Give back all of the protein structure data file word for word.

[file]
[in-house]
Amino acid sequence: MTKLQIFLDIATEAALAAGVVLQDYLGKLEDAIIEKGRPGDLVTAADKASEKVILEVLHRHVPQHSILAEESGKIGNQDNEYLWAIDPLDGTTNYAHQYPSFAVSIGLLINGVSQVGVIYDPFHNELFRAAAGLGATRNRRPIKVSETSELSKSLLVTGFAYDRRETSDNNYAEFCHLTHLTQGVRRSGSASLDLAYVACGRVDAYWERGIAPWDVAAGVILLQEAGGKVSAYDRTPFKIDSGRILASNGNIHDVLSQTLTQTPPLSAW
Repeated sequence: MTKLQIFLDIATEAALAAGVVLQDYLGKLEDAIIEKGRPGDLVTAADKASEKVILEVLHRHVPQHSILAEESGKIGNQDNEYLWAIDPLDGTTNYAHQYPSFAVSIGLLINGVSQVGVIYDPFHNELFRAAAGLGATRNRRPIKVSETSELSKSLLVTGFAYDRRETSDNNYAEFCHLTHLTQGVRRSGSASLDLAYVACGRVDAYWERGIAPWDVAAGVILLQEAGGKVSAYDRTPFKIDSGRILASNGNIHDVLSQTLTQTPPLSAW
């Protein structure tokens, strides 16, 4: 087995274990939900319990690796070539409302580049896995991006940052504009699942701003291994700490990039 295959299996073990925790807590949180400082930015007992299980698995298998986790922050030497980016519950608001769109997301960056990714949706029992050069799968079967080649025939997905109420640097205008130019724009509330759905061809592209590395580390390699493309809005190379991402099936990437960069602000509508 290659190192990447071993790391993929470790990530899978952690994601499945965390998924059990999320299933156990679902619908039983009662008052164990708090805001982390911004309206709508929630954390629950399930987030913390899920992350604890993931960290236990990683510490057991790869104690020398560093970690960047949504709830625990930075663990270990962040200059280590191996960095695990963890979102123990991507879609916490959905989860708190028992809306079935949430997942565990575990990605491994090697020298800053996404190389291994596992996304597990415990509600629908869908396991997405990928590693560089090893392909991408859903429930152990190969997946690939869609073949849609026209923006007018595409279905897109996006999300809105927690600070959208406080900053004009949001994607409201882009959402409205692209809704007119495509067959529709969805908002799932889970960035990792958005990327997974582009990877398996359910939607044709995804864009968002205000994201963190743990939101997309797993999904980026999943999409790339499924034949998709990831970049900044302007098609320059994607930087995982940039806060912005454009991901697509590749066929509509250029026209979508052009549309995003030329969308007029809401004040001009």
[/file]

[in-house]
Amino acid sequence: MTKLQIFLDIATEAALAAGVVLQDYLGKLEDAIIEKGRPGDLVTAADKASEKVILEVLHRHVPQHSILAEESGKIGNQDNEYLWAIDPLDGTTNYAHQYPSFAVSIGLLINGVSQVGVIYDPFHNELFRAAAGLGATRNRRPIKVSETSELSKSLLVTGFAYDRRETSDNNYAEFCHLTHLTQGVRRSGSASLDLAYVACGRVDAYWERGIAPWDVAAGVILLQEAGGKVSAYDRTPFKIDSGRILASNGNIHDVLSQTLTQTPPLSAW
Repeated sequence: MTKLQIFLDIATEAALAAGVVLQDYLGKLEDAIIEKGRPGDLVTAADKASEKVILEVLHRHVPQHSILAEESGKIGNQDNEYLWAIDPLDGTTNYAHQYPSFAVSIGLLINGVSQVGVIYDPFHNELFRAAAGLGATRNRRPIKVSETSELSKSLLVTGFAYDRRETSDNNYAEFCHLTHLTQGVRRSGSASLDLAYVACGRVDAYWERGIAPWDVAAGVILLQEAGGKVSAYDRTPFKIDSGRILASNGNIHDVLSQTLTQTPPLSAW
């Protein structure tokens, strides 16, 4: 087995274990939900319990690796070539409302580049896995991006940052504009699942701003291994700490990039 295959299996073990925790807590949180400082930015007992299980698995298998986790922050030497980016519950608001769109997301960056990714949706029992050069799968079967080649025939997905109420640097205008130019724009509330759905061809592209590395580390390699493309809005190379991402099936990437960069602000509508 290659190192990447071993790391993929470790990530899978952690994601499945965390998924059990999320299933156990679902619908039983009662008052164990708090805001982390911004309206709508929630954390629950399930987030913390899920992350604890993931960290236990990683510490057991790869104690020398560093970690960047949504709830625990930075663990270990962040200059280590191996960095695990963890979102123990991507879609916490959905989860708190028992809306079935949430997942565990575990990605491994090697020298800053996404190389291994596992996304597990415990509600629908869908396991997405990928590693560089090893392909991408859903429930152990190969997946690939869609073949849609026209923006007018595409279905897109996006999300809105927690600070959208406080900053004009949001994607409201882009959402409205692209809704007119495509067959529709969805908002799932889970960035990792958005990327997974582009990877398996359910939607044709995804864009968002205000994201963190743990939101997309797993999904980026999943999409790339499924034949998709990831970049900044302007098609320059994607930087995982940039806060912005454009991901697509590749066929509509250029026209979508052009549309995003030329969308007029809401004040001009």